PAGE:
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Nelson, the team's leading scorer and rebounder last season, has dealt with behavior issues throughout his career at UCLA and they seemed to have gotten worse since this season began. Howland said he delivered the news during a half-hour meeting with Nelson Friday morning.
"In fairness for the team, there's a point where we have to move forward and do what's best for the team," Howland said. "He's disappointed but he also understands that this is a final decision. This is it. We are moving forward without him."
Nelson has a history of sulking on the court and failing to hustle when things aren't going his way. He has also had volatile moments of lashing out at teammates and coaches on the court and on the bench. But there have also been periods of brilliant play where he could carry the team through stretches of games.
There has been more of the former and very little of the brilliant play this season, however. In the season opener, Nelson did not participate in team timeouts and got into a verbal altercation with Howland after showing up late for a team film session the next day.
Howland suspended Nelson after those incidents but reinstated the forward for a three-game trip to Hawaii for the Maui Invitational. Nelson missed the team plane for that trip.
He averaged 13.9 points and 9.1 rebounds last season, but was averaging only 5.7 points and 4.5 rebounds this season.
UCLA (2-5) has defeated only one Division I opponent this season and has lost to mid-majors Loyola Marymount and Middle Tennessee.
"Honestly I think it will be a positive for our team," Howland said of dismissing Nelson. "The distraction of all this has not been a positive for our team. The negativity is not a positive for our team. When I suspended him the first time, the two practices we had after that were the best two practices of the year. Hopefully this is going to be a unifying thing for our team."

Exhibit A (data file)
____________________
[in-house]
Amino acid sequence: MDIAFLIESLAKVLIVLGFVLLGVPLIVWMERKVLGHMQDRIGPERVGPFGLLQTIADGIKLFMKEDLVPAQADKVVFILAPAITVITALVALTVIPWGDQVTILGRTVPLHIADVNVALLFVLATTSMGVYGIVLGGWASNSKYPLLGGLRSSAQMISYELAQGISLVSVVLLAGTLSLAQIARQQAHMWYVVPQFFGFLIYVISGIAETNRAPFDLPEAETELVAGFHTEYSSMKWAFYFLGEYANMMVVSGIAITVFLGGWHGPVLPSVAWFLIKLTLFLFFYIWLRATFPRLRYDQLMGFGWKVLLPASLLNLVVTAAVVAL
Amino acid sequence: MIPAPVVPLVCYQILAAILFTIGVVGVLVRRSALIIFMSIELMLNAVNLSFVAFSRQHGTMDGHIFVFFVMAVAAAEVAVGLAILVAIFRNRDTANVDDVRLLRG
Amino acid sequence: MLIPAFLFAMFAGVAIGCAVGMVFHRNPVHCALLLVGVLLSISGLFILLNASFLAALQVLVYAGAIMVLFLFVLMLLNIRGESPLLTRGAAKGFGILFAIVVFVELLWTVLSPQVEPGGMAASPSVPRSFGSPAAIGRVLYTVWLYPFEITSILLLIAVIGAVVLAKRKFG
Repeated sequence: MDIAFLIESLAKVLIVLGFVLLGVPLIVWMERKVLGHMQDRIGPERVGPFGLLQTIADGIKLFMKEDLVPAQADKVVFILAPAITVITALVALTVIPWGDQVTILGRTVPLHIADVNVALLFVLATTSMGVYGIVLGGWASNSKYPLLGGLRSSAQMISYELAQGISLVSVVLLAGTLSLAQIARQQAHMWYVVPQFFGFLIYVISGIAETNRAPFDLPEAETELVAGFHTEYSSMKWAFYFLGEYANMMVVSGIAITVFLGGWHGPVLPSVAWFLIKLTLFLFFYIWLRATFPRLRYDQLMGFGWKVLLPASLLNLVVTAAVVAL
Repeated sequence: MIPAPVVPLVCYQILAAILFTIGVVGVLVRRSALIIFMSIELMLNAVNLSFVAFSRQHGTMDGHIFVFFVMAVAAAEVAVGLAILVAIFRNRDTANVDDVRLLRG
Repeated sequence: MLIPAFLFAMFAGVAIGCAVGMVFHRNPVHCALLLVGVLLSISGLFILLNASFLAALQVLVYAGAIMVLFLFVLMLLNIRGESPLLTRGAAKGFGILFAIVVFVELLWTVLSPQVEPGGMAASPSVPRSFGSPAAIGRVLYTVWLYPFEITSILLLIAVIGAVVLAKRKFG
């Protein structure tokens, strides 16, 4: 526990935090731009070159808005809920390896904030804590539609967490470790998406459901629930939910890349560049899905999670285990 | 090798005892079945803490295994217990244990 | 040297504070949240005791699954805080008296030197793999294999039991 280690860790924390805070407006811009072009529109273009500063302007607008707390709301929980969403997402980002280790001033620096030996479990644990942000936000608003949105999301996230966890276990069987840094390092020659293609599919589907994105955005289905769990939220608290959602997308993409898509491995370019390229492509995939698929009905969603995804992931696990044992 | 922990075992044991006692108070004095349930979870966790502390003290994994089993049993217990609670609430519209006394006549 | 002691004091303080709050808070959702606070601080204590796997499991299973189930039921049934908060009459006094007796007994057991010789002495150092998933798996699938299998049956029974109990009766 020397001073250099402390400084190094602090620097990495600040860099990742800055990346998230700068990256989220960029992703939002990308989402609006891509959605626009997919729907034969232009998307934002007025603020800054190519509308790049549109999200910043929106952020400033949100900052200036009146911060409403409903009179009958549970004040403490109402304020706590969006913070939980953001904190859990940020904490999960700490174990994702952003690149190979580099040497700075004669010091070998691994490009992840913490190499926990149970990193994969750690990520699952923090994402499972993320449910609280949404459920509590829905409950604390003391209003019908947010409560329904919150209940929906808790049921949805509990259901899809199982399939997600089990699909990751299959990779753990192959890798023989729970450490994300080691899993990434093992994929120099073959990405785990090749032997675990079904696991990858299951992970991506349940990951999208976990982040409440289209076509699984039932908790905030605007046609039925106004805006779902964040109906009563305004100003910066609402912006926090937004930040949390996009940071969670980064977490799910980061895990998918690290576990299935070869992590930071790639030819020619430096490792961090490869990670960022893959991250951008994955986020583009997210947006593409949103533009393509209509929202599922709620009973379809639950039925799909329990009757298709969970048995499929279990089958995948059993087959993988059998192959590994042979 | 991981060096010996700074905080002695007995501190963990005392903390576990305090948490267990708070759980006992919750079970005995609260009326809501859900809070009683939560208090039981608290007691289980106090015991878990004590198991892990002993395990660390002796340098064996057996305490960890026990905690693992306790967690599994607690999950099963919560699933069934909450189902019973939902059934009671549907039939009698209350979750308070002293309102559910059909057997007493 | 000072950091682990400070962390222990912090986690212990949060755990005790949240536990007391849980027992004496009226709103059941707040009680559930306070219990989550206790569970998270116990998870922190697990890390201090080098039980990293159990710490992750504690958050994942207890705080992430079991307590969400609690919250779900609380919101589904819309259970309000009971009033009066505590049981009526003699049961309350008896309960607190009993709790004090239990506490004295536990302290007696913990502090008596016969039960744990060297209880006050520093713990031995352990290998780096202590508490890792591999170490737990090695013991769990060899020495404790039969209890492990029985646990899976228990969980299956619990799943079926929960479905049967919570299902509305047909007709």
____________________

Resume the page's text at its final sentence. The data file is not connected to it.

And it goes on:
The final straw in Nelson's career came Saturday against Texas when Nelson was benched for the second half because of failing to hustle during the first half. A section of the crowd chanted Nelson's name and he continually pointed at the fans while smiling and laughing.
"I didn't want to turn this into a thing where this is the focus of UCLA basketball, this continued issue with Reeves," Howland said. "So in the best interest of the program and the team and UCLA basketball, I felt it was appropriate to make this decision and move forward."
Howland said Nelson now has three options on the table: He can continue to attend UCLA but not play basketball; he can transfer to another school, sit out a year and still have a year and a half of eligibility remaining; or he could turn professional.
Howland made it clear that dismissing Nelson was a difficult decision to make because as a college coach, he is in the business of trying to help young players grow and mature. He said he would continue to do that for Nelson.
"I'm not going to stop trying to help him," Howland said. "I explained that to him today even though he's going to be leaving the team and we're dismissing him from the team. I'm going to continue to try and help him and advise him and communicate with him in the future. This doesn't end my relationship with Reeves Nelson."
Peter Yoon covers UCLA for ESPNLosAngeles.com.